Colorizing thresholded images with different colors

I am switching from IDL (from exelis) to Mathematica and want to do the following:

thersholding a image
(all values above a certain threshold are set 1, the rest is 0 )
colorizing the thresholded image from 1. with a specific color corresponding
to a specific color table.
Superposing a certain number of thresholded and colorized images from 2.
on top each other (whereby all colors should be seen, the color with the
highest value from the corresponding color table should be on the top)

When I do this with IDL and superpose 100 consecutive images, I get the following result:

To receive the same results with Mathematica I did the following:

For 1.:

inputImage = Import@””;
threshold = 0.18;
binImage = Binarize[inputImage, threshold]

This works.

For 2. I tried:

imageOut = Colorize[binImage,
ColorRules -> {1 -> RGBColor[255, 0, 0], _ -> Black}]

This works and produces red pixels for pixel above threshold, the rest is set to 0:

What I would like to is: selecting a certain color table, e.g. ColorData[“TemperatureMap”] and pick a certain value from this color table and colorize binImage with this value (between 0 and 255).

Also (for later) I would like to be able to produce my own color table corresponding to certain RGB colors.

For 3.: I tried ImageCompose, Overlap, but in both cases only the
last used image is resulting.

I would be very happy, if somebody could give me a hint on how to continue.

PS: 3 gray-scale images as an example are attached (threshold can be 0.18):




Dear Öska, that you very much for you help. I have tested the code with just two images (one red, one green). The resulting image should overlap the red image pixels by the green image pixels or vice versa. ImageAdd acts different: ImageAdd gives an image in which each pixel is the sum of the corresponding pixels in the single images. In IDL I used imageOut=image1 > image2;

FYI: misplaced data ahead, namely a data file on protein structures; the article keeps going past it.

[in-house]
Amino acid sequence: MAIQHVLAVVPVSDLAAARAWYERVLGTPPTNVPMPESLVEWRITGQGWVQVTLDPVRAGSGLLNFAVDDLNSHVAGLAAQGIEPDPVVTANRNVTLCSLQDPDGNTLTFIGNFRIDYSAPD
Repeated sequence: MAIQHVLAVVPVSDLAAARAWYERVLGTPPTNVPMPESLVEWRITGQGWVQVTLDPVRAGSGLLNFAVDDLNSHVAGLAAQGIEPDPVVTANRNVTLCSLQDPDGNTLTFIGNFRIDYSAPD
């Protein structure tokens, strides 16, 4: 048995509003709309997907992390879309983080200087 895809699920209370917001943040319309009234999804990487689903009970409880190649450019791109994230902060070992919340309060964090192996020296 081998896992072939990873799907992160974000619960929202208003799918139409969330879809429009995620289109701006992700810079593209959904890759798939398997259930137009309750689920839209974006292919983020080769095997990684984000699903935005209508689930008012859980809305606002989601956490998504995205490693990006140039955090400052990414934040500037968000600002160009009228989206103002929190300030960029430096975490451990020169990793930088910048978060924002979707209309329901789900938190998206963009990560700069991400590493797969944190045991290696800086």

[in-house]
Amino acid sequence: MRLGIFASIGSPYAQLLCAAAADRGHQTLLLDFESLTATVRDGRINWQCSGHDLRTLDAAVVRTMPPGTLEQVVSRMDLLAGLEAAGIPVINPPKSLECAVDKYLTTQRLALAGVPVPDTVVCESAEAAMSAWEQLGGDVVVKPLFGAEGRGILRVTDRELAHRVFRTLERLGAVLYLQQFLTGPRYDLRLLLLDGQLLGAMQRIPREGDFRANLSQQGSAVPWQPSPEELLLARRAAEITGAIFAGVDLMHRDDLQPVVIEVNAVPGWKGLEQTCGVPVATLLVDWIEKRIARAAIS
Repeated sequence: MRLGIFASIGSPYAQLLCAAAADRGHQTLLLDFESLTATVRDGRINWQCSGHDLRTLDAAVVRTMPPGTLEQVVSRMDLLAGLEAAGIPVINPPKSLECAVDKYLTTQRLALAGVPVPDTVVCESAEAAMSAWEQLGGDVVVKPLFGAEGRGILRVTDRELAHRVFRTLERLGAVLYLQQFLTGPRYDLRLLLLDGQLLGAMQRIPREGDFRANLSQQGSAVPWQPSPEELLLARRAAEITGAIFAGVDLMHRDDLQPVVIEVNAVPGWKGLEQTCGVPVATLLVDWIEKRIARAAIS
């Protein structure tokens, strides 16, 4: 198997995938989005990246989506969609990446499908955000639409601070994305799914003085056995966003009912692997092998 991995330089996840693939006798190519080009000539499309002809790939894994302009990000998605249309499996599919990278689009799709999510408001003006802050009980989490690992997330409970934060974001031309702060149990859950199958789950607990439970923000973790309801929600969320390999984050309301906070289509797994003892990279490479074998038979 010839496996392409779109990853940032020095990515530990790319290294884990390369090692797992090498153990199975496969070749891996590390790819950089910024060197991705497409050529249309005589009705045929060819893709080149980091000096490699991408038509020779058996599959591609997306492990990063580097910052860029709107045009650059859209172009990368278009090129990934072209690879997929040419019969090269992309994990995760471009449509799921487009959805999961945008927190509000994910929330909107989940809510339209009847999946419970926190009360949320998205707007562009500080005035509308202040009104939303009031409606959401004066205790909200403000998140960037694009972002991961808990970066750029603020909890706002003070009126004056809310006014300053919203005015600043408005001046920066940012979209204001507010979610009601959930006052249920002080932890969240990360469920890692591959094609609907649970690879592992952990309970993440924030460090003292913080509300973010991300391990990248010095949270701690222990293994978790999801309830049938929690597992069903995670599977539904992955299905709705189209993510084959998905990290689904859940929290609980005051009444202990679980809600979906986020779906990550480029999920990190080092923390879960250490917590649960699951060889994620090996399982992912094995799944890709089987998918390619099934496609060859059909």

– mrz
Dec 2 ’14 at 15:03


2 Answers


I guess the crucial point in your question is how to combine the images. When I look at the IDL output image, I guess that what IDL does is to assume that black is transparent when combining two images.

It looks to me as if the red points are completely drawn over other colors which suggests that this was the last image layer that was added. Let me give a short example how you can achieve this with Mathematica.

First, let us create a table of differently binarized images (here, you would use your different images)

lena = ImageResize[
ColorConvert[ExampleData[{“TestImage”, “Lena”}], “Grayscale”], 128];
imgs = Table[Binarize[lena, t], {t, .1, .9, .05}]

Now, I will make two things. First, I will apply Colorize as you did, but I’ll use a (constantly growing) color of a ColorData scheme as you wanted. Secondly, I’m setting the alpha-channel of the image to make black transparent.

init = 0;
imgsCol = With[{col = (init += .06)},
ColorRules -> {1 -> ColorData[“PlumColors”, col], 0 -> Black}], #]
] & /@ imgs

The important part is, that you set the alpha-channel with SetAlphaChannel[col,bin] where col is the colorized binary image and bin is the binary image.

After that, you can use ImageCompose repeatedly to combine all images

Fold[(ImageCompose[#1, #2]) &, First[imgsCol], Rest[imgsCol]]

Here is a revision that (maybe) combines things as you ask. The SetAlphaChannel command makes the black pixels clear in each of the images. Now you can combine the images directly using Show, and the order of precedence in the colors is given by the order in which they appear in the Show command.

rchan = Import[“”];
gchan = Import[“”];
bchan = Import[“”];
black = ImageMultiply[rchan, 0];
rimg = ColorCombine[{rchan, black, black}];
gimg = ColorCombine[{black, gchan, black}];
bimg = ColorCombine[{black, black, bchan}];
ralpha = SetAlphaChannel[rimg, Binarize[rchan, t]];
galpha = SetAlphaChannel[gimg, Binarize[gchan, t]];
balpha = SetAlphaChannel[bimg, Binarize[bchan, t]];
Show[black, galpha, balpha, ralpha, ImageSize -> 600], {{t, 0.156}, 0, 1}]



Dear Bill, ColorCombine produces when the colors are superposed (the same pixel) another different color. Is it possible that image2 covers image1, and image 3 covers image 2?
– mrz
Dec 4 ’14 at 14:45



If image 2 covers image 1 then you won’t see 1 at all. So this can’t be right. halirutan shows how to make black transparent… if this isn’t what you need either, then you’ll have to explain more clearly.
– bill s
Dec 4 ’14 at 14:54



Image 1 is different from image 2. If Image 1 consists of green spots on black barkground, and image 2 of red spots on black background and if I want to put Image 2 on Image 1, then the following should happen: for each pixel in the two images the order of pixels should be red over green over black.
– mrz
Dec 5 ’14 at 12:59



1. if image 2 has a red color at pixel n and image 1 has a green or black color at pixel n then the result should be red. 2. if image 2 has a black color at pixel n and image 1 has a green color at pixel n then the result should be green. 3. if image 2 has a black color at pixel n and image 1 has a black color at pixel n then the result should be black.
– mrz
Dec 5 ’14 at 13:14



Please see above revision.
– bill s
Dec 5 ’14 at 14:12